The international break prior to this game did not help at all. After a tepid opening two games, we looked to be back to our usual selves with the Tottenham performance and result. But international duty came along, and we saw Daniel Sturridge pick up an injury, and Raheem Sterling return only fit enough for the bench. Joe Allen and Emre Can also got sidelined for a while, and on top of Martin Skrtel’s absence, this meant that straight away Brendan Rodgers found his hand forced in a lot of decisions he needed to make.
With Villa getting their early goal, there was very little chance for us to settle into the game, which is what we desperately needed. Just a period where we could play patient football, get everyone a few touches of the ball, and establish everyone’s role within the team. But too soon we were playing with panic and nervousness, and for a team where over half the players were new recruits, you could see the mentality and character that we had last season has not yet been redeveloped.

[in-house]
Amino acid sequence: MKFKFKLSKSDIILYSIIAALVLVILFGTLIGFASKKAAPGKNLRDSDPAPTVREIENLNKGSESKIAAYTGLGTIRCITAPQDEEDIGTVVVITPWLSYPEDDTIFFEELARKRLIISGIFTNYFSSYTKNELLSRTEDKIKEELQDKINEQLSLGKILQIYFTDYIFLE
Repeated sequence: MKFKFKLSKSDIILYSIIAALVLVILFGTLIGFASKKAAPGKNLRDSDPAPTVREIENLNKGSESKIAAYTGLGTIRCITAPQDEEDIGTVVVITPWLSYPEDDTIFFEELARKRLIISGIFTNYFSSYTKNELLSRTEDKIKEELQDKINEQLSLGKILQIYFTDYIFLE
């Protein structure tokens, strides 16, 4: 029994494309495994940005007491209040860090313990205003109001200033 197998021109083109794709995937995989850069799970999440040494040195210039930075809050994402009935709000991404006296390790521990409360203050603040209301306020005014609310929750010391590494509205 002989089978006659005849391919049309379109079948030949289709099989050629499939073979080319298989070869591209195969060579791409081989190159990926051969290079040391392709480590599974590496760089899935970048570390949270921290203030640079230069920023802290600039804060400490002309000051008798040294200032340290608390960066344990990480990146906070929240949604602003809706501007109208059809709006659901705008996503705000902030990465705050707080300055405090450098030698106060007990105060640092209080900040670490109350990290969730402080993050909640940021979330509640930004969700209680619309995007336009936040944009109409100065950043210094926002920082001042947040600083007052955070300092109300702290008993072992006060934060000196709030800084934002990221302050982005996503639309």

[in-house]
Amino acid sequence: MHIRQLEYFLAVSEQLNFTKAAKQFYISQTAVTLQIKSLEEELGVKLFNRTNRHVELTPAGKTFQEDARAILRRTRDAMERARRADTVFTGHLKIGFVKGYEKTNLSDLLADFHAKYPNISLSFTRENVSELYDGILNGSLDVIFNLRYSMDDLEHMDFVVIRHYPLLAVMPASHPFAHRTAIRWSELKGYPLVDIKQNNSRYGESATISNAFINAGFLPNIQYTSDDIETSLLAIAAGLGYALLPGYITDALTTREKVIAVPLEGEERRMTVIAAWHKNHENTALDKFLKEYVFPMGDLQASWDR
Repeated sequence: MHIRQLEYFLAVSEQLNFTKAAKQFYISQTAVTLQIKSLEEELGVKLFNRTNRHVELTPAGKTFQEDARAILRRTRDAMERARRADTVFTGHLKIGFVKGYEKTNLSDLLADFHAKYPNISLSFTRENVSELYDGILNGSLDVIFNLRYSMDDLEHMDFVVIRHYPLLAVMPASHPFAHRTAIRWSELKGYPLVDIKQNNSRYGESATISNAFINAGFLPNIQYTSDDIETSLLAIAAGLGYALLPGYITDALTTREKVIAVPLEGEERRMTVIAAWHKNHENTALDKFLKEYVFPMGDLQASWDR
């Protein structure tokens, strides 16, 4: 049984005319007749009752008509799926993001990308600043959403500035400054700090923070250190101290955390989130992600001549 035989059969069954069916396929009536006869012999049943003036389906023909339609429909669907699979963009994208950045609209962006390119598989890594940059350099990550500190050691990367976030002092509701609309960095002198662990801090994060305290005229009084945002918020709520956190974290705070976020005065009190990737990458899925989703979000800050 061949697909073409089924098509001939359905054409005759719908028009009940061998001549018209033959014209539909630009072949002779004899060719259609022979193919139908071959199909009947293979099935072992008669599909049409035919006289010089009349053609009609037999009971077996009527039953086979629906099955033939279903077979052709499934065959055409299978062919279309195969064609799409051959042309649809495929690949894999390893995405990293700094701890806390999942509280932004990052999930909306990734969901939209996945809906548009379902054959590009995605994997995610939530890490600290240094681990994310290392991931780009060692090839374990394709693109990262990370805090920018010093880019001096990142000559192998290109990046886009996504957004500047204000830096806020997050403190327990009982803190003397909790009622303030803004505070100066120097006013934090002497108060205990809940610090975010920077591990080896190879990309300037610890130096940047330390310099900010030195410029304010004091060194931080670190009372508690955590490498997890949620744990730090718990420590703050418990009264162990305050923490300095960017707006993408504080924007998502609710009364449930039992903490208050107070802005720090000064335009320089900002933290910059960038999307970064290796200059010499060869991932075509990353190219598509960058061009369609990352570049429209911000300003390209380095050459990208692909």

The early moments of the game were the only time Villa threatened our goal at all, but it goes to show the improvements we need to make in defence that their small period of dominance resulted in a goal, and very nearly followed up with a second when Philippe Senderos headed over after escaping his marker too easily. We just look shaky every time we come under an attack, whether it be in open play or from a set piece. This new backline will take time to adjust to each other, like the rest of the team, and they deserve a run of games before they are too harshly judged. But we need to see improvements quickly for them to have earned the right to prove they are the right defenders for us in the long run.